on ice

North Carolina to hold off on action against Unilever until end of 2022

Seven states have divested from the conglomerate since its subsidiary Ben & Jerry’s announced it would cease sales in ‘Occupied Palestinian Territory’


A view of the entrance of the ice-cream shop inside the Ben & Jerry's factory in Be'er Tuvia in southern Israel, on July 21, 2021.

North Carolina is holding off – for now – from divesting from Unilever, the parent company of Ben & Jerry’s, even as other states take punitive actions following the ice cream maker’s decision last July to end its contract in Israel, a spokesperson for the state treasurer’s office told Jewish Insider

“The Department of State Treasurer has reviewed the statement by Ben & Jerry’s in light of North Carolina Divestment From Companies Boycotting Israel Act,” a spokesman for State Treasurer Dale Folwell told JI. “The Ben & Jerry’s statement described an action that they plan to take at the end of 2022, but have not taken. We have determined that we should not take any further action at present. We plan to re-evaluate after the time of Ben & Jerry’s action, and we will continue to monitor the situation.”

According to the state treasurer’s office, North Carolina currently invests $62.9 million in Unilever stocks and bonds.

Gov. Roy Cooper (D-NC) signed the anti-boycott legislation in 2017; the bill, which requires state institutions to cease all contracts with companies that boycott Israeli companies and/or products made in Israel, was passed by overwhelming bipartisan majorities in both chambers of the General Assembly. The law also prohibits any future engagement with those companies. 

Dozens of other states have enacted similar legislation, which supporters argue is needed to counteract the effort to boycott, divest and sanction companies doing business in Israel.

In March, Colorado became the latest state to divest shares of Unilever from its pension funds, a move worth $42 million. Seven states, including New York, New Jersey, Florida and Illinois, have also either divested or announced intentions to sell their Unilever stocks and bonds.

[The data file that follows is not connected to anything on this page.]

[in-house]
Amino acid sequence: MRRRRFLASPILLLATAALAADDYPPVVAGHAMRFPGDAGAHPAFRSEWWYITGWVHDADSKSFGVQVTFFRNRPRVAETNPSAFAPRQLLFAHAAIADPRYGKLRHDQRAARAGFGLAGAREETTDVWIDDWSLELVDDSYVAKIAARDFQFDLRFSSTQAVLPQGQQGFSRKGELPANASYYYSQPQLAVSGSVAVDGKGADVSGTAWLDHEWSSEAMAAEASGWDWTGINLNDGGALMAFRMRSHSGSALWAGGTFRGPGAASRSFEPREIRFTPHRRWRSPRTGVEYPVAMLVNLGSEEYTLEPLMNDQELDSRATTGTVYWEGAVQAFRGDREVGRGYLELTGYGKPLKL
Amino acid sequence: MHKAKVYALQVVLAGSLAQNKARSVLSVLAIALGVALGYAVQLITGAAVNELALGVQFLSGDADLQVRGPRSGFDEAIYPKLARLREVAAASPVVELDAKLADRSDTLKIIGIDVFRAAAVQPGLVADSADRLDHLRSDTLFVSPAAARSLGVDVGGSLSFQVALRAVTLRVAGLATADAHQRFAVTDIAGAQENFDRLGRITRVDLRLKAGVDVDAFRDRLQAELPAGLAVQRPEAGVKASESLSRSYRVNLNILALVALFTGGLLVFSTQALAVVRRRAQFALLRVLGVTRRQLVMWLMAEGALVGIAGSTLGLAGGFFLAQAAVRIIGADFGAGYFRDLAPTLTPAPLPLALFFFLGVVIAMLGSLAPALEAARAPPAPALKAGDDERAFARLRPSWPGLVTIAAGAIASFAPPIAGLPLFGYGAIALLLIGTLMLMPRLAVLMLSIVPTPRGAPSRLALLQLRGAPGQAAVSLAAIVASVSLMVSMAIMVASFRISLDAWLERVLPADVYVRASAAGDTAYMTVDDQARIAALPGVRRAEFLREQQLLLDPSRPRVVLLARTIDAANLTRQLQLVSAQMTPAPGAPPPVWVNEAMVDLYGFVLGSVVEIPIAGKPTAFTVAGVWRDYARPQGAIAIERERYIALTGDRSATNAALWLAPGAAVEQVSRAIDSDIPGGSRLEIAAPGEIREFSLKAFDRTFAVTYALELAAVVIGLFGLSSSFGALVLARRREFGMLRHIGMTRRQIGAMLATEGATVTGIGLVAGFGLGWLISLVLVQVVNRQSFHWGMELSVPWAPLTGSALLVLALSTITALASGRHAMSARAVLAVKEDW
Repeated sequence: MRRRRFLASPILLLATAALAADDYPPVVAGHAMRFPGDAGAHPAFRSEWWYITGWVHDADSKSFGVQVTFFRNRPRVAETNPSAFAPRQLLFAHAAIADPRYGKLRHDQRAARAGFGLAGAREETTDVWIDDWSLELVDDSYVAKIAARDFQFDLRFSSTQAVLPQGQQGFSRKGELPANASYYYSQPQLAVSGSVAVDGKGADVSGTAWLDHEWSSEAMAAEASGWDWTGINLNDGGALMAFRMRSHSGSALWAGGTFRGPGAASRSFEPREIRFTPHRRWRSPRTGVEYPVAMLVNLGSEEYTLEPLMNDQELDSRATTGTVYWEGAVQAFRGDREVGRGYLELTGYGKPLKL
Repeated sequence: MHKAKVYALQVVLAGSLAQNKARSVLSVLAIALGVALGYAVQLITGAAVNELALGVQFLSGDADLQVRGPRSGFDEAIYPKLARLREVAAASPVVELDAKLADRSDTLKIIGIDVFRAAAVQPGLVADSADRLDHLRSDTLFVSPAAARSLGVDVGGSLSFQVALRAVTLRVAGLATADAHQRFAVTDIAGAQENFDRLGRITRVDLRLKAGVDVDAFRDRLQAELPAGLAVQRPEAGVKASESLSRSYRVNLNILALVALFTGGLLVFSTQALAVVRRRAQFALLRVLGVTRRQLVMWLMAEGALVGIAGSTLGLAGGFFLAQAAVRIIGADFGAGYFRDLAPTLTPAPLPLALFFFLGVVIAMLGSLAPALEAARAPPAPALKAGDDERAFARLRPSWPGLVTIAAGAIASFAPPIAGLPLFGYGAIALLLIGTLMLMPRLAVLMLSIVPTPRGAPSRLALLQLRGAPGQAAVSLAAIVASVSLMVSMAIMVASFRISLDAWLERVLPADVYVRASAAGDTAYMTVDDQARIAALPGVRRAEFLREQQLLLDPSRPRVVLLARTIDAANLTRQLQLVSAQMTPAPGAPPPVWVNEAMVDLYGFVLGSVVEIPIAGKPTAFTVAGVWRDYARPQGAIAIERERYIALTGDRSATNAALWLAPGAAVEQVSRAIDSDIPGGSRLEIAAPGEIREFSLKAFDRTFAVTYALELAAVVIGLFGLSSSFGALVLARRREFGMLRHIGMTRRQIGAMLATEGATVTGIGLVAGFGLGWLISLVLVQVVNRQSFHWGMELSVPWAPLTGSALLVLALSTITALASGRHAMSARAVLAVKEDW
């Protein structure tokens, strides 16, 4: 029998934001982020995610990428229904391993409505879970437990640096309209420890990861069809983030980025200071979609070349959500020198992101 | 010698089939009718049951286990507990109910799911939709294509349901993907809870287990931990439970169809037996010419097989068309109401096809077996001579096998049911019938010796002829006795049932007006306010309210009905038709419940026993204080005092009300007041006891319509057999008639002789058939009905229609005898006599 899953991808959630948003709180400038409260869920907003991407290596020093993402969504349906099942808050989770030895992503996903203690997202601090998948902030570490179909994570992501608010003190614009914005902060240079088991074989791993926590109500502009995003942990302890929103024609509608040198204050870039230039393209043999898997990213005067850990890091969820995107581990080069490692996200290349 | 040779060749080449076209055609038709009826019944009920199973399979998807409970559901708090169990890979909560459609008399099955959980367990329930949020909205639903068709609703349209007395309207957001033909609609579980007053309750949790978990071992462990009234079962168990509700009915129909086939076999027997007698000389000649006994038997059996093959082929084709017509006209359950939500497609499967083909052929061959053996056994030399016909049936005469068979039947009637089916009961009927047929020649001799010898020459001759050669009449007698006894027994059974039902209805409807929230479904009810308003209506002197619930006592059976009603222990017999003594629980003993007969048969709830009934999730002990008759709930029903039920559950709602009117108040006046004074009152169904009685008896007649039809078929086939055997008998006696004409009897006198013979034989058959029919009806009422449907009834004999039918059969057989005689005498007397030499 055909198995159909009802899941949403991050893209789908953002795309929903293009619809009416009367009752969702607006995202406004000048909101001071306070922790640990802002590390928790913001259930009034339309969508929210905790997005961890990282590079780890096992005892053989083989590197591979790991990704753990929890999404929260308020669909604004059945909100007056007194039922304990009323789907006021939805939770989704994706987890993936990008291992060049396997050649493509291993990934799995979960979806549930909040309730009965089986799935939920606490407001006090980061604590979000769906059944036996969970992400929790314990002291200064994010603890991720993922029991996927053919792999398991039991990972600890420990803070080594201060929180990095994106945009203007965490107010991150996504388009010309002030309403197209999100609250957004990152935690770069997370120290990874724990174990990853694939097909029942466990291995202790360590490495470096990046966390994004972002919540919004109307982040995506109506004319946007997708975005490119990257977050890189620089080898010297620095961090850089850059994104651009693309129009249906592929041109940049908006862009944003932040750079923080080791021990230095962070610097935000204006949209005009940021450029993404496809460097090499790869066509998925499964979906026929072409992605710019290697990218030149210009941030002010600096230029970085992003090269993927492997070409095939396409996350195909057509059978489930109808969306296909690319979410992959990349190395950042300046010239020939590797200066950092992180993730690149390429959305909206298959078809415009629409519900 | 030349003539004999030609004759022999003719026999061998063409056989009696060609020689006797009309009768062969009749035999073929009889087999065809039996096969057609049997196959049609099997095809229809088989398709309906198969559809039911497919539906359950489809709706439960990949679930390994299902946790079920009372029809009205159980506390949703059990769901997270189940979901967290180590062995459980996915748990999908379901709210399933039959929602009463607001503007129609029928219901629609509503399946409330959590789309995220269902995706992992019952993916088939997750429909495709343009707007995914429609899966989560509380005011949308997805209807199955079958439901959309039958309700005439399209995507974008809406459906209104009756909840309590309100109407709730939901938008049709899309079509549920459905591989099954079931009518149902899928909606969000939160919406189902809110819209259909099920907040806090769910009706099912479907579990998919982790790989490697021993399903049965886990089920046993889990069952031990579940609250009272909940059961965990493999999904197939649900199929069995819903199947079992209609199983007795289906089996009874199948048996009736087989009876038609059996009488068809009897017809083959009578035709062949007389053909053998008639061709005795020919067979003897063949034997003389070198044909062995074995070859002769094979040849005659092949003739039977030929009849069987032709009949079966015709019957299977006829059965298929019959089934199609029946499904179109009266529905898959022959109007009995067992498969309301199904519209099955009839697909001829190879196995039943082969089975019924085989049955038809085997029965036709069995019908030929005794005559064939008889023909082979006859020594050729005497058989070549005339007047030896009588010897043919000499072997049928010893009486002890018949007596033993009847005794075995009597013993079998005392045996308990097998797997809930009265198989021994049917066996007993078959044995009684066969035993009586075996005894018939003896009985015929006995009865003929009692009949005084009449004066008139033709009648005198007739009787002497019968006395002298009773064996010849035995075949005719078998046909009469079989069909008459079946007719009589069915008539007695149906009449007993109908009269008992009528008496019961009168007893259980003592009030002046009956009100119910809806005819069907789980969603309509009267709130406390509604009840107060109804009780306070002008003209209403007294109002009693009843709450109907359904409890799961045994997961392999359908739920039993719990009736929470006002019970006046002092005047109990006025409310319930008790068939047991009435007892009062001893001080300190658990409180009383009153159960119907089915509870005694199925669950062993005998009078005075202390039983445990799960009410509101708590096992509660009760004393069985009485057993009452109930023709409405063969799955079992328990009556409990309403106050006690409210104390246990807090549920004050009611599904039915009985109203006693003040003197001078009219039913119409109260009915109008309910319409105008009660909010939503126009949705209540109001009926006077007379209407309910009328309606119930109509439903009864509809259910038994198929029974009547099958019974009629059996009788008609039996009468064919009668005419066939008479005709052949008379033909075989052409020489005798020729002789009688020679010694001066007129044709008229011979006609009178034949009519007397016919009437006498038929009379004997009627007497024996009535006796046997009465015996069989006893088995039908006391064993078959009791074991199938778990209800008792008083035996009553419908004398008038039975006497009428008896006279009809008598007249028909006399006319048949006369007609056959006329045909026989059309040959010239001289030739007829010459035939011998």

Ben & Jerry’s announced its intention to halt sales in what it referred to as “Occupied Palestinian Territory” in July 2021, as well as ending the license agreement with the Israeli company that manufacturers and distributes its products. Still, Ben & Jerry’s has insisted “we will stay in Israel through a different business arrangement,” which has yet to be announced.

Avi Zinger, the owner of American Quality Products, which manufactures and distributes the ice cream in Israel, filed a lawsuit in U.S. District Court in New Jersey last month against Unilever and Ben & Jerry’s, alleging that the companies pressured him to violate Israeli anti-boycott laws.

Sen. Thom Tillis (R-NC) rebuked Unilever for its decision last year. 

“Let me get this straight, while Ben & Jerry’s boycotts our ally Israel, the only democracy in the Middle East, its parent company Unilever recently invested $112 million in an ice cream factory in Communist China, where the regime forces Uighur Muslims into concentration camps,” Tillis tweeted shortly after the company’s announcement in July. 

In January, Tillis and two Republican colleagues on the Senate Banking Committee accused the conglomerate of intentionally misleading investors into believing Ben & Jerry’s would still be sold in Israel despite no new contract with a different licensee. The senators also urged the Securities and Exchange Commission (SEC) to open an investigation.

“Based on a history of comments from Ben & Jerry’s, there is strong reason to believe that these July 19 statements (announcing the decision to halt sales) were knowingly and recklessly false,” a letter from Tillis, Sen. Tim Scott (R-SC) and Sen. John Kennedy (R-LA) stated. “It is a reasonable assumption that these statements were orchestrated by Unilever and its wholly-owned subsidiary, Ben & Jerry’s, to deceive shareholders and avoid violating state anti-BDS laws.”

North Carolina, and its Research Triangle Region in particular, is home to several tech, biotech and pharmaceutical companies that work with similar entities in Israel. The North Carolina Economic Development Partnership reports Israeli investments in North Carolina total more than $590 million and led to the creation of more than 1,000 jobs.

“State leaders are supportive of diversity and of Jewish people in our state. I compliment them on that,” Judah Segal, president of the Raleigh-Cary Jewish Community Relations Council, told JI. “I’m not concerned because ultimately North Carolina will divest from Unilever, or Ben & Jerry’s will ultimately change course. Not everything happens immediately, but in the right time the right thing will happen.”

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